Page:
QUESTION: Is it OK to eat cod again? Martin from Brighton, UK
ANSWER: Martin, being from Brighton you are probably talking about Atlantic cod, which lives in the cold, deep regions of the North Atlantic. It is a very important fish, and in the UK it is best known as the most common (traditionally) ingredient in fish and chips (the famous “fish supper”). Cod is by far the most popular whitefish in the UK, with 14,100 t landed in 2011, and a retail consumption of approximately 36,000 t of whole fish (about 9% of the world’s catch). 
Wikipedia does a pretty good job of describing the historical context of cod as a British culinary tradition:
Fish and chips became a stock meal among the working classes in the United Kingdom as a consequence of the rapid development of trawl fishing in the North Sea, and the development of railways which connected the ports to major industrial cities during the second half of the 19th century, which meant that fresh fish could be rapidly transported to the heavily populated areas. 
This doesn’t quite capture the true position cod holds in the hearts and minds of British diners – it isn’t quite as culturally revered as the cup of tea, but it is close.
Today cod stocks everywhere are viewed with a wary eye to the Northwest Atlantic Cod fishery (off the US and Canada), as in the early 1990’s the stock experienced an abrupt, almost unprecedented collapse. Suddenly there were just no cod at all. Charts and graphs and predictions showed a gradual decline over the preceding years but the severity and suddenness of the following collapse has made for much discussion about fisheries management and the value of the precautionary principle. There is a very scientific definition for this principle, but what it really means is exercising extra prudence and reserve, even in the face of data showing little imminent danger.
The collapse resulted in a complete moratorium on fishing from 1993 -97, and while recovery plans are in force or are being developed for most stocks, many have shown no signs of recovery or remain outside safe biological limits. What it graphically showed was that with some species, perceived health may hide a looming disaster.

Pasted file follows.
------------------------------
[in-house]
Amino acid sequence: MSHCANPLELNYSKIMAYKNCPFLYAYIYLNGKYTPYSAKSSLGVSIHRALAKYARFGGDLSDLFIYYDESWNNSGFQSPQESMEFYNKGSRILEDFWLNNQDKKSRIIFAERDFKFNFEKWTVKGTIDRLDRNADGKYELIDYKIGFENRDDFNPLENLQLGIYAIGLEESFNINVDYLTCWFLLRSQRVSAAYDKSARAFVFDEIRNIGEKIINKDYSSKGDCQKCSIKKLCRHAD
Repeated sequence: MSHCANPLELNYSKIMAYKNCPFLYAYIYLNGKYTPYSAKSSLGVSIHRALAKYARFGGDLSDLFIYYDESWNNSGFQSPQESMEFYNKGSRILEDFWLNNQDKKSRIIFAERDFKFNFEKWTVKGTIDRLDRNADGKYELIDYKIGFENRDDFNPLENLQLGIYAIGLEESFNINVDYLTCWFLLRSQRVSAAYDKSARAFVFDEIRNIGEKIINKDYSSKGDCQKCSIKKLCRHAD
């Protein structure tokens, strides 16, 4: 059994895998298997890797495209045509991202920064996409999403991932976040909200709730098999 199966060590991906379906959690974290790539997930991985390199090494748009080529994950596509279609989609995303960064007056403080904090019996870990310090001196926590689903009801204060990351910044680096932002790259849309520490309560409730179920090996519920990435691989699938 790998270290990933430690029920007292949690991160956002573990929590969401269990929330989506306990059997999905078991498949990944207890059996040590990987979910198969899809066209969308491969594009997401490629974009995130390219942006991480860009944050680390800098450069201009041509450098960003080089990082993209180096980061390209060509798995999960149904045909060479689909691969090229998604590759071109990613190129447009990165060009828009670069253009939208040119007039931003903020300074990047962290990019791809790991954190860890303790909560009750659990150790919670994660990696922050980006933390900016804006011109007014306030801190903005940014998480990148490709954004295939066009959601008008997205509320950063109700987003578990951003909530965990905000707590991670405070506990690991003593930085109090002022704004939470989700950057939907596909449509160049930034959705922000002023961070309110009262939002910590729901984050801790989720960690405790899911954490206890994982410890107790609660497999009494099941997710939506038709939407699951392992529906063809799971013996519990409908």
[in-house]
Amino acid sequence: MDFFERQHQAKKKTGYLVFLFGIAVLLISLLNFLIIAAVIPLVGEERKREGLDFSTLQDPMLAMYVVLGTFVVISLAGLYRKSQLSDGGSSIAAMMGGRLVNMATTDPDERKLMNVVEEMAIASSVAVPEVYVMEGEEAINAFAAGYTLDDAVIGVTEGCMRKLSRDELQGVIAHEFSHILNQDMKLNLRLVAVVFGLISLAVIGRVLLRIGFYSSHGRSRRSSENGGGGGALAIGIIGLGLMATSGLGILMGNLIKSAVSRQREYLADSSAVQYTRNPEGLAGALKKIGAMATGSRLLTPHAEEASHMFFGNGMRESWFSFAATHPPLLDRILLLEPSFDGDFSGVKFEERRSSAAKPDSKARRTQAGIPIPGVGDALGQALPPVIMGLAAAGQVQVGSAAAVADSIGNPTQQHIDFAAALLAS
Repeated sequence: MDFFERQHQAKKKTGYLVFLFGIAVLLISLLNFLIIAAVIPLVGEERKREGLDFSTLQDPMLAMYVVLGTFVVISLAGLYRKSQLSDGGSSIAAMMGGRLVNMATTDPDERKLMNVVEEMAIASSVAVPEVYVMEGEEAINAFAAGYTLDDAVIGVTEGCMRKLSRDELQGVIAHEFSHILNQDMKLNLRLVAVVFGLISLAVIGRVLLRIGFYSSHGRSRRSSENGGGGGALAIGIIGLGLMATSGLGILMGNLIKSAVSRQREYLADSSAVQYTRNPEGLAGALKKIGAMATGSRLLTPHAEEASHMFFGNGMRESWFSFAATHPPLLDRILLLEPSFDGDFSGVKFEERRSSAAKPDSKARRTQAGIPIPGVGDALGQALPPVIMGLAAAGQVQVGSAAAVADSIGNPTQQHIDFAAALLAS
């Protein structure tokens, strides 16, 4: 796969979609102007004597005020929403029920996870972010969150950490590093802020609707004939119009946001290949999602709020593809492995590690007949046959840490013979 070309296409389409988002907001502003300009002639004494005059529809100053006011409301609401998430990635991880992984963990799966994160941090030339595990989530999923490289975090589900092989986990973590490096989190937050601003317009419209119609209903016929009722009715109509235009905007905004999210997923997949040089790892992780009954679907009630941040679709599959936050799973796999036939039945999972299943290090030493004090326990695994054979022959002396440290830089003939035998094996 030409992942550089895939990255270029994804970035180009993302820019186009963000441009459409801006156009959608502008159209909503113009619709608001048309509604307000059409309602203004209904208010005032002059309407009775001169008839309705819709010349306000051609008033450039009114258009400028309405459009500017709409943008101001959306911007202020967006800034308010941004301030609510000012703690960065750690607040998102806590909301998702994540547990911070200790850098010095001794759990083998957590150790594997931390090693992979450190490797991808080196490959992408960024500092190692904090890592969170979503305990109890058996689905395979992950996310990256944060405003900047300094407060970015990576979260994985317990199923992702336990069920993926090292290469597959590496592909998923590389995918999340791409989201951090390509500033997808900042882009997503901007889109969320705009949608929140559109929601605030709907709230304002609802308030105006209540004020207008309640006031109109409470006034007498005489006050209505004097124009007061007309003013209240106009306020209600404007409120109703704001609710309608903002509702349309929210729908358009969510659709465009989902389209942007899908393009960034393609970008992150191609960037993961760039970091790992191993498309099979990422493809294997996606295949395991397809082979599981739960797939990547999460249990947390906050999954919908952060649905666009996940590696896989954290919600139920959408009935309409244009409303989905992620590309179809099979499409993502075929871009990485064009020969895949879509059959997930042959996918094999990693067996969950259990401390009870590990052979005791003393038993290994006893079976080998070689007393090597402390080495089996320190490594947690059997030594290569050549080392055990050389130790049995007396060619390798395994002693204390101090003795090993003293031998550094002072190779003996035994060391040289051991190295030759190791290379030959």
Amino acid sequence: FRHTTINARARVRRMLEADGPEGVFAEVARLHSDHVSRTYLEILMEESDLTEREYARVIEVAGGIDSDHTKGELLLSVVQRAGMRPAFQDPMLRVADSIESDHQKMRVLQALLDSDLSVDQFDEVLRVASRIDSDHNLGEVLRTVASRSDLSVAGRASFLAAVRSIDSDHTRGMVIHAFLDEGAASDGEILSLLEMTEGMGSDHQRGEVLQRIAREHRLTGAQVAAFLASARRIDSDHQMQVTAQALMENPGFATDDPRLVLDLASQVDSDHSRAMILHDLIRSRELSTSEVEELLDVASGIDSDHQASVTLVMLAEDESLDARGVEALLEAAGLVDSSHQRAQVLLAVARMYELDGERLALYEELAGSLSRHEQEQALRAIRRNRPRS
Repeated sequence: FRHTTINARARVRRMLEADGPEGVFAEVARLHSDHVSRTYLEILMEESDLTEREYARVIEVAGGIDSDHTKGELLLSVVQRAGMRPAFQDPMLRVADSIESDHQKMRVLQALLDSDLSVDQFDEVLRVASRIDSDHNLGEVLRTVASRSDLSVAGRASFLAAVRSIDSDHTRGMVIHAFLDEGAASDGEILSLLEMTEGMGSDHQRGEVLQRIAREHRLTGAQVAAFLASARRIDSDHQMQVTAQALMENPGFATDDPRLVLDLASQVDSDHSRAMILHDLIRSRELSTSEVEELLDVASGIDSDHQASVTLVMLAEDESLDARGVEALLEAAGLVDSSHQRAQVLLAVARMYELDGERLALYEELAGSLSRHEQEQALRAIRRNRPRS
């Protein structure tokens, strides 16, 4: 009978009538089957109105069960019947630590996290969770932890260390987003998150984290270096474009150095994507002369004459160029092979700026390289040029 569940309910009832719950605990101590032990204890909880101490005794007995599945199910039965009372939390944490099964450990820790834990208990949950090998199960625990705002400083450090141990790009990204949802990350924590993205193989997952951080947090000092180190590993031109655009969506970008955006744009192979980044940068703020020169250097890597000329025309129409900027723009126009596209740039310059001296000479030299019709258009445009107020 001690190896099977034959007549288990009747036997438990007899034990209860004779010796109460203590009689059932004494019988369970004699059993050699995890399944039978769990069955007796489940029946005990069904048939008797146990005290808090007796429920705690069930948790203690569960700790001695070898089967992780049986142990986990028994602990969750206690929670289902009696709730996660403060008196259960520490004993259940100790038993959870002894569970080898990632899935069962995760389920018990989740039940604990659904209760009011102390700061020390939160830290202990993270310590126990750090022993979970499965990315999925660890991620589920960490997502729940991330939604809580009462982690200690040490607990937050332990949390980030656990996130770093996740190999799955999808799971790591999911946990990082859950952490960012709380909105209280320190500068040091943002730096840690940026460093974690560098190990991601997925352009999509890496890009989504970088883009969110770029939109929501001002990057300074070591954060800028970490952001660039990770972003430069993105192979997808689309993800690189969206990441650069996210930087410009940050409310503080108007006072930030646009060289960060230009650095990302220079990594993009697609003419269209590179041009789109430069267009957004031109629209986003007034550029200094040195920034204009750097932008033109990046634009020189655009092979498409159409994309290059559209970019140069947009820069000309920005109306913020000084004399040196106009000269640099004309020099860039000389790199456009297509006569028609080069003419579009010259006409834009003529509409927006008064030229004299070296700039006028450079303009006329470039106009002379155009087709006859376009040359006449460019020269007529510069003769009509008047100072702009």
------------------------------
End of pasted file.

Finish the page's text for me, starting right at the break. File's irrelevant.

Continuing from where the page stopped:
But what about stocks in the seas around Great Britain? Your reticence on the consumption of cod probably comes from information you have received about how your local stocks are in danger. On this there has been some some good news as of late; things seem to be getting better. The EU has adopted a long-term plan for cod (the Cod Recovery Plan) in most of the areas around Britain and fishing industry groups have been working on techniques to limit over fishing. The results are that spawning stock biomass (the actual amount of fish able to reproduce) has increased from the historical low in 2006, and fishing mortality (the removal of fish from the stock due to fishing activities) has declined since 2000. Recruitment (new fish of breeding age), however has been poor and the stock remains outside safe biological limits.  The Marine Conservation Society (a UK charity for the protection of the seas around the United Kingdom) still rates poorly cod caught in most British waters. 
We would recommend adjusting your views on cod consumption, expanding your seafood choices; there are many other species out there ready to be tasted, and which are not under the same sort of pressures as cod. As we have suggested before, mussels are just about nature’s perfect marine protein source. Sardines are very good grilled, and anchovies can add an extremely nice robustness to any sauce. Think “Mediterranean Diet” where proteins are used to add richness, heft and mouth-feel, but with less actual ingredient. Gumbos, soups and chowders are also great ways to enjoy seafood without requiring a huge white fillet.
We can still eat seafood, but by just expanding our culinary repertoires, we can relieve pressure from heavily harvested stocks. If you are still craving a fish supper fix, try limiting it as a choice, interspersing with other seafood-based meals.
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